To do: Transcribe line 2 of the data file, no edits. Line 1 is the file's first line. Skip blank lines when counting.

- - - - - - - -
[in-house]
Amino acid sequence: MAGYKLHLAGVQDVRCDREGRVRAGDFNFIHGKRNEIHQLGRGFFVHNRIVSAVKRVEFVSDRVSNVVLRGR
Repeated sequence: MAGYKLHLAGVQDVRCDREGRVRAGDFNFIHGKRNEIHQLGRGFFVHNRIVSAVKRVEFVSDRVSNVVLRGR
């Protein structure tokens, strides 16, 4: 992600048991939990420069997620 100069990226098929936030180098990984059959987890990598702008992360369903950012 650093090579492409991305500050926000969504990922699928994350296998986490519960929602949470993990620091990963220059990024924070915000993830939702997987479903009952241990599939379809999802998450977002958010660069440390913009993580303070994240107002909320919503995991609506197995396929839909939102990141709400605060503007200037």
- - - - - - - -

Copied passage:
Amino acid sequence: MAGYKLHLAGVQDVRCDREGRVRAGDFNFIHGKRNEIHQLGRGFFVHNRIVSAVKRVEFVSDRVSNVVLRGR